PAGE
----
King fern – Aongatete is home to a remnant population of this beautiful, large fern. Susceptible to deer browse, the plants have now been fenced in and some specimens translocated to a more accessible display area that has also been fenced. Classified as At Risk -Declining.
Toropapa – Delightfully scented, this shrub is very common in the forest.
Raukawa – Another plant very susceptible to browsing, particularly from deer. It only survives at Aongatete in small numbers where it has established epiphytically on tree ferns out of the reach of deer.
Ileostylus micranthus – Green mistletoe is very rare at Aongatete and has only been observed growing on totara.
Fan fern (Schizaea dichotoma) – Small patches of this rare and unusual looking fern can be found in the forest. Classified as At Risk – Naturally Uncommon.
Mida salicifolia – This plant is easily mistaken for a white maire, but is a small hemiparasitic tree that derives some of its nutrients from the roots of other trees. Classified as At Risk – Declining.
Kawaka – There are a handful of beautiful specimens of this large native cedar at Aongatete. Previously classified as At Risk – Naturally Uncommon, it’s now Not Threatened but nevertheless remains sparse in its overall distribution.
Brachyglottis kirkii – Aongatete is home to both varieties of this shrub. B. kirkii var. angustior is abundant in places, whilst the much rarer epiphytic variety, B kirkii var. kirikii (classified as Threatened – Nationally Vulnerable) is only occasionally observed. They both have large, beautiful daisy-like flowers.
Northern rata – This tree is to be found at various stages in its lifecycle, from a small epiphyte tentatively growing its roots down the trunk of a host tree to large mature emergent trees. It is also to be found establishing terrestrially in places.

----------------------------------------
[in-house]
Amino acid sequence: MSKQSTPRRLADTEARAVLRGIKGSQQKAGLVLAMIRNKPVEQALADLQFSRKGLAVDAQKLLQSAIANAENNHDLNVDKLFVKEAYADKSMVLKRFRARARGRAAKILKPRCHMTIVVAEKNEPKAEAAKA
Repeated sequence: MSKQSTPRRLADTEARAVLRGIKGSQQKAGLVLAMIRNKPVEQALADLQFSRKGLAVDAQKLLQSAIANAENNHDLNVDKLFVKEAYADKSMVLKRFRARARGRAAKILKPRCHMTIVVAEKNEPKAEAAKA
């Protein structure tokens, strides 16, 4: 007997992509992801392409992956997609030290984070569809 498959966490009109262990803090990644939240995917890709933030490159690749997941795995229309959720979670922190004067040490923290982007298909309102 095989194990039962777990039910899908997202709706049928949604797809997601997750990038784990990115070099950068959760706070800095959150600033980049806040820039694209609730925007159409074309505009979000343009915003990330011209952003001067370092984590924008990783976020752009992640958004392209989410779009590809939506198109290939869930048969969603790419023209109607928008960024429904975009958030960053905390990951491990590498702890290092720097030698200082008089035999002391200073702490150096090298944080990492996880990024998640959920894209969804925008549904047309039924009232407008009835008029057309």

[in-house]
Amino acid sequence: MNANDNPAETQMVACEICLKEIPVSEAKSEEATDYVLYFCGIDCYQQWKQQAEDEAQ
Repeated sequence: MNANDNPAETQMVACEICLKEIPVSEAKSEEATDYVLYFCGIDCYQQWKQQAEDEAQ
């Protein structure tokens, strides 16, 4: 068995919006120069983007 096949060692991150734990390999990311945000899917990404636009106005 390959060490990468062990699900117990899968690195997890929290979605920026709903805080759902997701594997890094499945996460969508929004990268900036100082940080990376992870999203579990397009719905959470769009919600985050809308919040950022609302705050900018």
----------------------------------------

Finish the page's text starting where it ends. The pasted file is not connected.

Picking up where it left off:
Poroporo (Solanum aviculare) – Not to be confused with its close relative, the common Solanum laciniatum, this shrub is now classified as Threatened – Nationally Vulnerable. It is present at Aongatete in very low numbers.
Ramarama – This small tree with its attractive bullate leaves often grows unobserved in the forest. Owing to the threat from myrtle rust, to which it appears particularly susceptible, this species is now classified as Threatened – Nationally Critical.
Lindsaea – All three species of Lindsaea ferns may be found at Aongatete. L. viridis, which grows on river banks is classified as Threatened – Naturally Uncommon.
Dactylanthus taylorii – A fully parasitic plant that grows underground on the roots of certain trees, but which flowers above ground in summer. The plant causes a deformation in the host root that used to be collected and preserved as “wood roses”. Seeds have been sown at Aongatete, but will take many years to establish. Classified as Threatened – Nationally Vulnerable.
Tupeia Antarctica – Seeds of white mistletoe were recently sown at Aongatete. It will take some years to know if establishment was successful. Classified as At Risk – Declining.